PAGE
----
Tax made simpler – but only for some

Mar 20, 2018 | Uncategorized

New rules designed to simplify the tax collection process currently still only apply to two groups of taxpayers, despite being proposed almost three years ago.


Martyn Bramwell said HMRC’s Simple Assessment system was announced in former Chancellor George Osborne’s March Budget in 2015.


“The idea was to begin the process of phasing out the self assessment tax return, in favour of a personal tax account (PTA). The new system started to roll out in September last year, but as yet, it still only applies to two groups of taxpayers.”


Martyn said the new system allowed HMRC to assess the income tax and capital gains liability for certain taxpayers, without the need for them to complete a self assessment tax return. They will use the data they already hold to calculate the tax owed.


The two groups affected by the change in the rules are:



  • Any new recipients of the State Pension who have income over the personal allowance for the 2016/17 tax year;
  • anyone who underpaid PAYE tax and whose payments can’t be collected via their tax code.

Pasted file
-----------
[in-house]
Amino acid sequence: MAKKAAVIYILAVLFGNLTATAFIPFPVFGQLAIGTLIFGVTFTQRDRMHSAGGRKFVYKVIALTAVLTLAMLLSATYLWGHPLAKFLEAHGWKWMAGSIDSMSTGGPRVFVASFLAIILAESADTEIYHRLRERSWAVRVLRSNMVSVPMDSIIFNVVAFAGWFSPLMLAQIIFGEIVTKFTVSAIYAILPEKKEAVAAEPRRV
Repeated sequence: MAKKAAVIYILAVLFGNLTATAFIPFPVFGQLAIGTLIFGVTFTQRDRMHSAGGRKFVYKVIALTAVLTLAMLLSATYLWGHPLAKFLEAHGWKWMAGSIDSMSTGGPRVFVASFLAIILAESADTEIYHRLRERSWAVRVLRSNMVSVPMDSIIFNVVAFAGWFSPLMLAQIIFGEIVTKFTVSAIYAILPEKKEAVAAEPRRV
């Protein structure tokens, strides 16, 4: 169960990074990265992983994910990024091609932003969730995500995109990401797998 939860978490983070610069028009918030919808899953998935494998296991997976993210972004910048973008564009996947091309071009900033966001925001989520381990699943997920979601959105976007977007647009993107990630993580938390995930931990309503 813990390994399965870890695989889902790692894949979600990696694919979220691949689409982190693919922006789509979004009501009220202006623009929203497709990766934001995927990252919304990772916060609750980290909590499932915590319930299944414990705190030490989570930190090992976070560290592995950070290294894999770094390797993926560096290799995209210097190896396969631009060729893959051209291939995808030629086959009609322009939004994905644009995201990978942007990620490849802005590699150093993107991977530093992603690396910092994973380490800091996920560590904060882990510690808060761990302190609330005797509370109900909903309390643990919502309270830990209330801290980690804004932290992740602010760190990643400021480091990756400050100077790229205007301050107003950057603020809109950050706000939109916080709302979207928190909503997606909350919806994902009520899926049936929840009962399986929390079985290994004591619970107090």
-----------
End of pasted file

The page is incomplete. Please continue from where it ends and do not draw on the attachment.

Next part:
“The Simple Assessment process will work out a person’s tax liability based on the information HMRC receives from organisations such as employers, banks, and pension providers.


“This will include any earnings under PAYE, state or employer pensions, employee benefits and expenses, and savings interest.”



Mr Bramwell said taxpayers must check the details on the calculation they receive from HMRC, and pay any tax due by the deadline – any queries need to be raised within 60 days of the calculation being issued.


“If you have an existing state pension and you’ve received a notice to file a tax return for the 2016/17 tax year, you should complete it in the usual way – then in 2017/18, you’ll receive a Simple Assessment notification instead.


“Currently accountants cannot access a personal tax account directly on someone’s behalf, but professional advice is always helpful when it comes to ensuring your minimising the tax you need to pay.”



Martyn Bramwell, Tax Department Manager


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